Narrative enhanced practice 2 of 2

January 28, 2023

Daniele levis pelusi Ykzj KlF7ow unsplashAs promised I did try and get all of this into a process map last night while getting through the last three episodes of The English (worth watching and the linked review is a good summary).  One of the reasons for that is that the type of system I am describing pretty much exemplifies what I call messy coherence and I picked the banner illustration to make that point,  Converging footsteps in the snow contrast with yesterday’s single footprint in the sand.   If you design a knowledge management (KM) system correctly then its a lot of objects and a lot of interactions so that any application can emerge.  Too many KM approaches, whatever the stated intent, end up creating a system based on how the designers think people should work.  Better to create opportunities for contextual interaction within a fairly basic design and then put in more effort if stable patterns emerge.  In that respect, quite a  few Agile people need to think less about clearing backlogs and more about architecture, less about their being agile in development and more about creating systems in which agility is enabled.

So given that principle, it’s going to be a lot easier to define the objects and interactions and make some suggestions about patterns that could emerge, interestingly I could hand-draw those last night in conversations with myself while (Spoiler alert) contemplating the potential horror of Emily Blunt’s face erupting with syphilitic ulcers.  The essence of designing decision support systems, and I’ve been doing that for forty years now, is to keep things simple in execution but allow complexity to emerge.  Hence actors and artefacts with defined interactions lead it to that.

One thing up front, everything I am talking about here could be done with technologies other than our SenseMaker®.  I happen to think that the high abstraction of our metadata lends itself to abduction and serendipitous discovery which means a better capacity for innovation, as well as discovery but what I am going to outline here, is not dependent on its use.  That said SenseMaker® Genba, which is currently in beta has been designed with this type of application in mind and with the parallel development of open APIs that will allow integration with existing operational systems.

I’m using objects as a catch-all term, with a nod to object orientation;  yes I could get into inheritance and polymorphism, and I suspect both will be a crucial aspect of long-term use, but for the moment I’m keeping things simple.  So they fall into two categories as follows:

Artefacts

  1. Best practice documents, guidelines, manuals etc.  I’m assuming that these are online and available to actors and can be tagged with links by page, paragraph, phrase etc.  Any such document will generally be under version control and have some form of authority.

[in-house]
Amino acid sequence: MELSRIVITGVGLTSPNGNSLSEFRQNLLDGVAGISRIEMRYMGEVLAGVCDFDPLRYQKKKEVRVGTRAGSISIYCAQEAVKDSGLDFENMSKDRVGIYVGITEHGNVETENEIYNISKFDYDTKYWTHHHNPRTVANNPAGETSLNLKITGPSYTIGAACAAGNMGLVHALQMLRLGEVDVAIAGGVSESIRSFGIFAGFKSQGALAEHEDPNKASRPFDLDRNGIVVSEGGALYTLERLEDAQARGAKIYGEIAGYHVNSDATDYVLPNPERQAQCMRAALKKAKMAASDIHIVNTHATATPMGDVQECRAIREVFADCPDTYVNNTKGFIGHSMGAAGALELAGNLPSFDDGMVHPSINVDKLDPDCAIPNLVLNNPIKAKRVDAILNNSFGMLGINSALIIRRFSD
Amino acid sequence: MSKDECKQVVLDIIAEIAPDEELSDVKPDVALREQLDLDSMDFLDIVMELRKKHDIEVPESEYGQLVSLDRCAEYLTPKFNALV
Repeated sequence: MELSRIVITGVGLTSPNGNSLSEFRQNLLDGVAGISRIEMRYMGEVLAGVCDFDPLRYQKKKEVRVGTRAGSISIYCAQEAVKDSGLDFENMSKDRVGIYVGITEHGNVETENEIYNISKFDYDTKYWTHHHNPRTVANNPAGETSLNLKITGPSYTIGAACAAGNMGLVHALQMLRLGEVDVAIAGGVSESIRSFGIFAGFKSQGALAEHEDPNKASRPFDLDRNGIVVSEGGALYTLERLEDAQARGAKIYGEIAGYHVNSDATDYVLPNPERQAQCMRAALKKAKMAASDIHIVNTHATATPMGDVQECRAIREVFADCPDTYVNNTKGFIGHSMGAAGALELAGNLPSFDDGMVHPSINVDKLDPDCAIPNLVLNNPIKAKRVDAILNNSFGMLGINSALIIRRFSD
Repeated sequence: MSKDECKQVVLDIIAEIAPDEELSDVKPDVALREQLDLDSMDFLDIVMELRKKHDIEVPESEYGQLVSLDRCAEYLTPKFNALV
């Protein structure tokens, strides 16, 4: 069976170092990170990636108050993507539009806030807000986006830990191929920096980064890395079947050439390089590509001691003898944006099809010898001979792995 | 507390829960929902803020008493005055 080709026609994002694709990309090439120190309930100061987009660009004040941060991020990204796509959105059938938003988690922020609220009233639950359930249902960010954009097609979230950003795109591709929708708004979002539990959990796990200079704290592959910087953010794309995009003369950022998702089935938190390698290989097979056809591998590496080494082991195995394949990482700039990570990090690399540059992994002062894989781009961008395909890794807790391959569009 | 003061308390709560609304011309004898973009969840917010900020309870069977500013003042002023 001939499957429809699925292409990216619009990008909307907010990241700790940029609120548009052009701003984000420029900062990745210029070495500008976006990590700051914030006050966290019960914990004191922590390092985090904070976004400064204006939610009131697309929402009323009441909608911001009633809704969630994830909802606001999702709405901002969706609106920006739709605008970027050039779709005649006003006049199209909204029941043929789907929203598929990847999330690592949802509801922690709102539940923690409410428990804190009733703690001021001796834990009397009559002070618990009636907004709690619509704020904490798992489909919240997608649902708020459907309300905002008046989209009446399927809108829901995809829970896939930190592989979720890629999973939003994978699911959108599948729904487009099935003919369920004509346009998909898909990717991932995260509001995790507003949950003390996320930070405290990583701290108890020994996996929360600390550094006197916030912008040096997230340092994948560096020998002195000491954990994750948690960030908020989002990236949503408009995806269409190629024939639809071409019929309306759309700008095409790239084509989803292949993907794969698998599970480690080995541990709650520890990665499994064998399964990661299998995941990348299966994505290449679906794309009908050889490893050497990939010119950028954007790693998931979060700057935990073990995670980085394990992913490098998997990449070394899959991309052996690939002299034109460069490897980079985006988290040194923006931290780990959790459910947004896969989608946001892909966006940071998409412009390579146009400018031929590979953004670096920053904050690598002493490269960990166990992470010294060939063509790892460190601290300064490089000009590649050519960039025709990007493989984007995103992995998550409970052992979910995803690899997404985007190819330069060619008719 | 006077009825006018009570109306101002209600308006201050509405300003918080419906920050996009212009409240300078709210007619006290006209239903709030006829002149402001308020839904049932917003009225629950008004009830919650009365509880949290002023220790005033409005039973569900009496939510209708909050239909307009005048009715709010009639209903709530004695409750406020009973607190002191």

2. Micro-narratives in digital form are either stored as is or with metadata.  In SenseMaker® we allow combinations of written, aural and visual with metadata from different perspectives.  So a nurse can take a picture of a patient, record the patient’s story and add written material; the combination can be signified by the patient and the nurse and downstream by other actors.  When we do this work we also focus on motivating people by engagement in a new programme or by removing a bureaucratic task they dislike.  This is key you do not want to add any burden,
  3. As a special case in sensitive or secure environments, original documents may be available only in summary form or as metadata.  That means if they are discovered then they can be requested in context.  Far too much work goes into data scrubbing and integration when human interaction may suffice.

Actors

  1. Individuals as individual
  2. Roles
  3. Role combinations
  4. Teams
  5. Ad hoc groups possibly linked to activities

Interactions

  1. Read any artefact and add a comment and interpretation
  2. Links any aspect of any artefact to any other artefact at any level (word, paragraph etc)
  3. Link any interaction to other actors to trigger response and awareness>

My intent should now be becoming clearer and I should add that this type of approach will also require some basic reporting and statistical tools – we have used Tableau as well as R and Excel in our own work.  You will also need technical support to monitor use, provide assistance with reporting and access and keep a note of repeating patterns that might justify additional automation.

So let’s take a couple of uses cases to illustrate how this works:

  1. Using new employees as journal keepers and journalists during their induction period.  They are also given access to senior staff to capture their stories and experience.  As a part of their induction, they have to learn best and good practices so they are encouraged to tag their own and other people’s narratives into the said document and this can be done by multiple cohorts over time.  The results can then be searched -by cohort group only, by cultural or organisation groups, by age or whatever.  I may only want to know how people like me interpreted the material or I may seek contrasts including using that to gain an understanding of different cultures.
  2. As a lessons learning programme on projects and other activities, capturing my own stories and that of other actors (such as users for an Agile team) and tagging them into documents as well as constructing new material for retrospectives reviews and the like.  Material captured in the field under fire is more honest and also has higher utility in contextualising more traditional material.  It also (per my post of yesterday) allows a smoother transition between purely tacit and purely explicit knowledge.

Photo by Daniele Levis Pelusi on Unsplash

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